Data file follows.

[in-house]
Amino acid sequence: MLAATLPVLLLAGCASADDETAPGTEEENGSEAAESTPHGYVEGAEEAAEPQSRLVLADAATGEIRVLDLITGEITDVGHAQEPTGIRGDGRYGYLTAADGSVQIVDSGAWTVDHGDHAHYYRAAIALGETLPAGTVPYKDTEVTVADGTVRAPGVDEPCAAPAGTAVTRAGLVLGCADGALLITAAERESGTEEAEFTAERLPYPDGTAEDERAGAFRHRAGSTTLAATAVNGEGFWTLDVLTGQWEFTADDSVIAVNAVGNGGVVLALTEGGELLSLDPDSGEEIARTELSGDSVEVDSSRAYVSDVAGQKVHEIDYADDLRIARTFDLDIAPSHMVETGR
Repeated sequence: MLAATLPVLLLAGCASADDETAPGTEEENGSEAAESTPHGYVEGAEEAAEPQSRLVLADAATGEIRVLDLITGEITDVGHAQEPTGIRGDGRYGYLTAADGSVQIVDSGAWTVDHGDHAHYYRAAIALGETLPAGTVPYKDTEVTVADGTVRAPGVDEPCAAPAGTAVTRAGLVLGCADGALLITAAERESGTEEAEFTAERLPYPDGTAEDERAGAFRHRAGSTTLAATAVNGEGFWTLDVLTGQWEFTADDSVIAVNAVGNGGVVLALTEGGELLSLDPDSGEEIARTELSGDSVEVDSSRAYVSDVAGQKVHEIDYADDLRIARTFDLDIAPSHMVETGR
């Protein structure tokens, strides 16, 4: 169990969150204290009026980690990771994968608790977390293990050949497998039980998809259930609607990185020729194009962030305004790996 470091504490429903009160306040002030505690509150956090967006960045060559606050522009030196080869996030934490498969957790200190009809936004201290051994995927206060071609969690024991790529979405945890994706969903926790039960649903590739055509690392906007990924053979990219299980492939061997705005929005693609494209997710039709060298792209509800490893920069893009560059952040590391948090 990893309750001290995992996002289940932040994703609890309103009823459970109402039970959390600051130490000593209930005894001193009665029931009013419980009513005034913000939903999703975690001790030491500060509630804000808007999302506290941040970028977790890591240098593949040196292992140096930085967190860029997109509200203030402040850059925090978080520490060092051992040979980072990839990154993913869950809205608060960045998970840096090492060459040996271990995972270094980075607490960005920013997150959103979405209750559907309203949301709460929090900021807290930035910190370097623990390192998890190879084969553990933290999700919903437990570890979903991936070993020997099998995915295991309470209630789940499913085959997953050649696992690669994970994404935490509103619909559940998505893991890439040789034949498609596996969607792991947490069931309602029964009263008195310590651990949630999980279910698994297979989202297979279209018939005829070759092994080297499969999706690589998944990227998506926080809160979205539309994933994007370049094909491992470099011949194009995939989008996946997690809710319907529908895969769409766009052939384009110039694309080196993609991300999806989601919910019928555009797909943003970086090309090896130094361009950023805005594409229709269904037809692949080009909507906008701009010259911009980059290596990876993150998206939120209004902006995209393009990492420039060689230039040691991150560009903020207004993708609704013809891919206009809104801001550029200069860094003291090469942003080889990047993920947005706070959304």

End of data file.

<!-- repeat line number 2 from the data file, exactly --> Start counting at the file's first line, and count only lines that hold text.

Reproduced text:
Amino acid sequence: MLAATLPVLLLAGCASADDETAPGTEEENGSEAAESTPHGYVEGAEEAAEPQSRLVLADAATGEIRVLDLITGEITDVGHAQEPTGIRGDGRYGYLTAADGSVQIVDSGAWTVDHGDHAHYYRAAIALGETLPAGTVPYKDTEVTVADGTVRAPGVDEPCAAPAGTAVTRAGLVLGCADGALLITAAERESGTEEAEFTAERLPYPDGTAEDERAGAFRHRAGSTTLAATAVNGEGFWTLDVLTGQWEFTADDSVIAVNAVGNGGVVLALTEGGELLSLDPDSGEEIARTELSGDSVEVDSSRAYVSDVAGQKVHEIDYADDLRIARTFDLDIAPSHMVETGR